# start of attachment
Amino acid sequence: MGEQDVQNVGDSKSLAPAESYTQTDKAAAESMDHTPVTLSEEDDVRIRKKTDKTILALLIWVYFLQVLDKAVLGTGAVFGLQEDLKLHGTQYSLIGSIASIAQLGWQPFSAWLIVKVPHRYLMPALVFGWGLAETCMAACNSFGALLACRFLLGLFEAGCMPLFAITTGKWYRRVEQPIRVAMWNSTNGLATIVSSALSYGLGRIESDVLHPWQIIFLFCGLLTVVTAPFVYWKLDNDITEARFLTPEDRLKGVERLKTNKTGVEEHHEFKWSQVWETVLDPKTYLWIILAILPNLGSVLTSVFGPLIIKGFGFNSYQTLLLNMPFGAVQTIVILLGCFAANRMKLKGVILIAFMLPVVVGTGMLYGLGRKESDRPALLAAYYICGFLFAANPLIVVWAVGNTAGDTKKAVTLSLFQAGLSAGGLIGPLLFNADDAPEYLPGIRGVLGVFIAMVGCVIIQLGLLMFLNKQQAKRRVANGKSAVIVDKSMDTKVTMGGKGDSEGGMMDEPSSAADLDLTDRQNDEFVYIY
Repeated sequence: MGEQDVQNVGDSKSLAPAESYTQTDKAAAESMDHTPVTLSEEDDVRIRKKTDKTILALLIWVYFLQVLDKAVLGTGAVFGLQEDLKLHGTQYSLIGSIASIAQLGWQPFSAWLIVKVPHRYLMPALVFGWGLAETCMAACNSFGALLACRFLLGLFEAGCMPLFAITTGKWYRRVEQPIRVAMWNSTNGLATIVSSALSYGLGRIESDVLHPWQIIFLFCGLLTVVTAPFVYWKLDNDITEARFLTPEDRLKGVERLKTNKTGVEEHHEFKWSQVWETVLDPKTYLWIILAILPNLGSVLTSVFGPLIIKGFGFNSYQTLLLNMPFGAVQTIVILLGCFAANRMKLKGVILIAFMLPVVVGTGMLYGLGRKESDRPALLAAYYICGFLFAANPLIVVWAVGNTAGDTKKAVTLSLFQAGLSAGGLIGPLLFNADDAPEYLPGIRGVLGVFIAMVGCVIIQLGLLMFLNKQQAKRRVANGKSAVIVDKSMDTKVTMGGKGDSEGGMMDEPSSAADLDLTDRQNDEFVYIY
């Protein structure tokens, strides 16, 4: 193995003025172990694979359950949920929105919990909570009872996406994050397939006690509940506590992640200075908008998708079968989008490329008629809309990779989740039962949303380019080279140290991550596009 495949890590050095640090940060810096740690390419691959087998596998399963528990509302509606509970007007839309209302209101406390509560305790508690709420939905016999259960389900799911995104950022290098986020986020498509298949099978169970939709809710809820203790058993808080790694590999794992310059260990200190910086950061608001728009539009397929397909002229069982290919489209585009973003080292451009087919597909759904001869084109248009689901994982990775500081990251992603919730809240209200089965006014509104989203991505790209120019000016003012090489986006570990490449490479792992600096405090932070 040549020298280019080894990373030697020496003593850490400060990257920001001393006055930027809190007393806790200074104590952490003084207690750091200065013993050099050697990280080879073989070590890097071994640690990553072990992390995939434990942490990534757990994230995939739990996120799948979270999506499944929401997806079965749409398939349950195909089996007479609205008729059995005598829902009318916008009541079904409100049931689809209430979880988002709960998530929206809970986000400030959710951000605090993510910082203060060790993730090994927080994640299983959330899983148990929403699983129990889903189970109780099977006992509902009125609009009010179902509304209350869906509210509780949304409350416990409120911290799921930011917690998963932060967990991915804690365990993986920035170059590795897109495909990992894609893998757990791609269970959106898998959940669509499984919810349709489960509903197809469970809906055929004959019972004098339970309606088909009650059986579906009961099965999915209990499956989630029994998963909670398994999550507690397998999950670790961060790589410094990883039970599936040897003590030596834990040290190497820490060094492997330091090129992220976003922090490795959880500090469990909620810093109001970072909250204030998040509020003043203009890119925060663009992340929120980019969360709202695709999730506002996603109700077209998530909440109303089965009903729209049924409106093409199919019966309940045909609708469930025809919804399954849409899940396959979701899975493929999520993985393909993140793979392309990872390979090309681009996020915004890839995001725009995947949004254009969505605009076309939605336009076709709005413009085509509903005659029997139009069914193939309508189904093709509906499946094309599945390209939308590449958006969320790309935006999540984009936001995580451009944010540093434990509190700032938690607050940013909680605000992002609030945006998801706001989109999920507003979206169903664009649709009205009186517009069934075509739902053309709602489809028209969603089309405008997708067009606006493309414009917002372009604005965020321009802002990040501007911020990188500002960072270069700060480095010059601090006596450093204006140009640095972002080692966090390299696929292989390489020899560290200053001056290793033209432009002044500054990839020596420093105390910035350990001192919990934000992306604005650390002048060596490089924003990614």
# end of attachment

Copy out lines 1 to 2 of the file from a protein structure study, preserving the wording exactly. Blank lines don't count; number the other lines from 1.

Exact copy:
Amino acid sequence: MGEQDVQNVGDSKSLAPAESYTQTDKAAAESMDHTPVTLSEEDDVRIRKKTDKTILALLIWVYFLQVLDKAVLGTGAVFGLQEDLKLHGTQYSLIGSIASIAQLGWQPFSAWLIVKVPHRYLMPALVFGWGLAETCMAACNSFGALLACRFLLGLFEAGCMPLFAITTGKWYRRVEQPIRVAMWNSTNGLATIVSSALSYGLGRIESDVLHPWQIIFLFCGLLTVVTAPFVYWKLDNDITEARFLTPEDRLKGVERLKTNKTGVEEHHEFKWSQVWETVLDPKTYLWIILAILPNLGSVLTSVFGPLIIKGFGFNSYQTLLLNMPFGAVQTIVILLGCFAANRMKLKGVILIAFMLPVVVGTGMLYGLGRKESDRPALLAAYYICGFLFAANPLIVVWAVGNTAGDTKKAVTLSLFQAGLSAGGLIGPLLFNADDAPEYLPGIRGVLGVFIAMVGCVIIQLGLLMFLNKQQAKRRVANGKSAVIVDKSMDTKVTMGGKGDSEGGMMDEPSSAADLDLTDRQNDEFVYIY
Repeated sequence: MGEQDVQNVGDSKSLAPAESYTQTDKAAAESMDHTPVTLSEEDDVRIRKKTDKTILALLIWVYFLQVLDKAVLGTGAVFGLQEDLKLHGTQYSLIGSIASIAQLGWQPFSAWLIVKVPHRYLMPALVFGWGLAETCMAACNSFGALLACRFLLGLFEAGCMPLFAITTGKWYRRVEQPIRVAMWNSTNGLATIVSSALSYGLGRIESDVLHPWQIIFLFCGLLTVVTAPFVYWKLDNDITEARFLTPEDRLKGVERLKTNKTGVEEHHEFKWSQVWETVLDPKTYLWIILAILPNLGSVLTSVFGPLIIKGFGFNSYQTLLLNMPFGAVQTIVILLGCFAANRMKLKGVILIAFMLPVVVGTGMLYGLGRKESDRPALLAAYYICGFLFAANPLIVVWAVGNTAGDTKKAVTLSLFQAGLSAGGLIGPLLFNADDAPEYLPGIRGVLGVFIAMVGCVIIQLGLLMFLNKQQAKRRVANGKSAVIVDKSMDTKVTMGGKGDSEGGMMDEPSSAADLDLTDRQNDEFVYIY